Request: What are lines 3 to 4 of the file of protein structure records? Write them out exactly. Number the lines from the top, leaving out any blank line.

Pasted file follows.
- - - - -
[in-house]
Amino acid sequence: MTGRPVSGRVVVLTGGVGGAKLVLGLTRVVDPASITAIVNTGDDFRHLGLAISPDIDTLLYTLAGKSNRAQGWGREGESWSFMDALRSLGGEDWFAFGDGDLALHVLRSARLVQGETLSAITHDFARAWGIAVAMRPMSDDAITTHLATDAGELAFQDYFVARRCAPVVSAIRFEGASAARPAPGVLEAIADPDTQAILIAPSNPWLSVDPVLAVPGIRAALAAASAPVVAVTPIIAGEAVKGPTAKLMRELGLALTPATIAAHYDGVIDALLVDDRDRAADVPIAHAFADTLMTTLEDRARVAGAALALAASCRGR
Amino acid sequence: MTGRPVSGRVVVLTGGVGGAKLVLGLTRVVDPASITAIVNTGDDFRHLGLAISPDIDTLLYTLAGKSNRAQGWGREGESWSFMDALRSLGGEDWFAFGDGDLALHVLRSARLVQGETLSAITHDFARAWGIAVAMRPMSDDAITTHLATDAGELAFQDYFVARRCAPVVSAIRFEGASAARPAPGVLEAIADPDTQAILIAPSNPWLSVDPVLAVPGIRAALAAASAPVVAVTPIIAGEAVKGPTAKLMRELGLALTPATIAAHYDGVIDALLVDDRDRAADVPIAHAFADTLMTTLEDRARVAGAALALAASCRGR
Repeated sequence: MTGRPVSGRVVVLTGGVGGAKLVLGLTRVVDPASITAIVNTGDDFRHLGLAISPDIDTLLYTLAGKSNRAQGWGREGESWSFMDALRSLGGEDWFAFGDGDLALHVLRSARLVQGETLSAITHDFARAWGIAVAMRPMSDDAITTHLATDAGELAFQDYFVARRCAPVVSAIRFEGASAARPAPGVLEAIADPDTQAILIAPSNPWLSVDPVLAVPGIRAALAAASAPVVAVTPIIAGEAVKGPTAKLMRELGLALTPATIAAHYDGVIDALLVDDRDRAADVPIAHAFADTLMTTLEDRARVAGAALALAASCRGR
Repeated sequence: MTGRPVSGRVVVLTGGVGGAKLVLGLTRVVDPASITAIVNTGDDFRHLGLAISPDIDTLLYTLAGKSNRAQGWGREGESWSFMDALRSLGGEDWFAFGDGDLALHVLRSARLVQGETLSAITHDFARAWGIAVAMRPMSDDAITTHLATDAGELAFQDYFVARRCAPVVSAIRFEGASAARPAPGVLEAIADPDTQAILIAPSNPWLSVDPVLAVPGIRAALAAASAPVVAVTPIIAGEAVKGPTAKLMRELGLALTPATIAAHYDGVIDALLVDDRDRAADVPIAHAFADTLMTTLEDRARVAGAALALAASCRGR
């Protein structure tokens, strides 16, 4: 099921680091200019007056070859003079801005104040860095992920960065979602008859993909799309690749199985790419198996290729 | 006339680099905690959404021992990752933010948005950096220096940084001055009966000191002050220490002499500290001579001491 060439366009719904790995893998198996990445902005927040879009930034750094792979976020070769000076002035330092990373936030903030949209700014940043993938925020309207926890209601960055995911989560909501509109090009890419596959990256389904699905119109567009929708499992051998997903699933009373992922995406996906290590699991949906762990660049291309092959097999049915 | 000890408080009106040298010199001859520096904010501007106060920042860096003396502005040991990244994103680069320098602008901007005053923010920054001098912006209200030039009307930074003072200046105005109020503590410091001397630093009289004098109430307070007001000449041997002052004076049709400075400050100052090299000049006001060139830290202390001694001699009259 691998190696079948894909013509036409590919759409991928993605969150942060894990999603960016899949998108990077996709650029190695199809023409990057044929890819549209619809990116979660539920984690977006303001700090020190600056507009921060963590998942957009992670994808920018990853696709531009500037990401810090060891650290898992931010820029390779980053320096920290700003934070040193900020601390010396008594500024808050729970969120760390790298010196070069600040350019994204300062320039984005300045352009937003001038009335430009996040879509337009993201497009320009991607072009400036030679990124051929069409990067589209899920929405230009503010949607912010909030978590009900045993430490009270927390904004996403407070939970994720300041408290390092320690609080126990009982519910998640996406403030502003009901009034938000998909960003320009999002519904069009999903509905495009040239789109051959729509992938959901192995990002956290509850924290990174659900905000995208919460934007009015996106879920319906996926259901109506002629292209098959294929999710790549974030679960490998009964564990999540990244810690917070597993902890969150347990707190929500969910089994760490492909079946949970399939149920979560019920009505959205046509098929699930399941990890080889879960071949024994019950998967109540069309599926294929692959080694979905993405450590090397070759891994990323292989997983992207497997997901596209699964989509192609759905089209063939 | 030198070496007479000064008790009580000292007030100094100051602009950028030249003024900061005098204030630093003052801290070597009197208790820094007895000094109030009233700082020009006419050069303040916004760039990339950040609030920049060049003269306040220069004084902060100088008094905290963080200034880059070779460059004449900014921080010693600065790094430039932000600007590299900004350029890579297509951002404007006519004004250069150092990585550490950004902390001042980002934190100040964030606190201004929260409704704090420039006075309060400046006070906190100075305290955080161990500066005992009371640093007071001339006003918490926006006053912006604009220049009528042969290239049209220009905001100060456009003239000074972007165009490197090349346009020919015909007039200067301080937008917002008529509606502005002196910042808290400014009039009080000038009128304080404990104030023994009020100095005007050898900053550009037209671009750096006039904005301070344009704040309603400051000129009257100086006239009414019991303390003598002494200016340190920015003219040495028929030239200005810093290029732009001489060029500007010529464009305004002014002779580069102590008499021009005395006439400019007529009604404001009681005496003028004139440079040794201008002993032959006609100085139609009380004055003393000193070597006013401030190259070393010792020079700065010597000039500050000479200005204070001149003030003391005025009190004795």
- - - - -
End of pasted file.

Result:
Amino acid sequence: MTGRPVSGRVVVLTGGVGGAKLVLGLTRVVDPASITAIVNTGDDFRHLGLAISPDIDTLLYTLAGKSNRAQGWGREGESWSFMDALRSLGGEDWFAFGDGDLALHVLRSARLVQGETLSAITHDFARAWGIAVAMRPMSDDAITTHLATDAGELAFQDYFVARRCAPVVSAIRFEGASAARPAPGVLEAIADPDTQAILIAPSNPWLSVDPVLAVPGIRAALAAASAPVVAVTPIIAGEAVKGPTAKLMRELGLALTPATIAAHYDGVIDALLVDDRDRAADVPIAHAFADTLMTTLEDRARVAGAALALAASCRGR
Repeated sequence: MTGRPVSGRVVVLTGGVGGAKLVLGLTRVVDPASITAIVNTGDDFRHLGLAISPDIDTLLYTLAGKSNRAQGWGREGESWSFMDALRSLGGEDWFAFGDGDLALHVLRSARLVQGETLSAITHDFARAWGIAVAMRPMSDDAITTHLATDAGELAFQDYFVARRCAPVVSAIRFEGASAARPAPGVLEAIADPDTQAILIAPSNPWLSVDPVLAVPGIRAALAAASAPVVAVTPIIAGEAVKGPTAKLMRELGLALTPATIAAHYDGVIDALLVDDRDRAADVPIAHAFADTLMTTLEDRARVAGAALALAASCRGR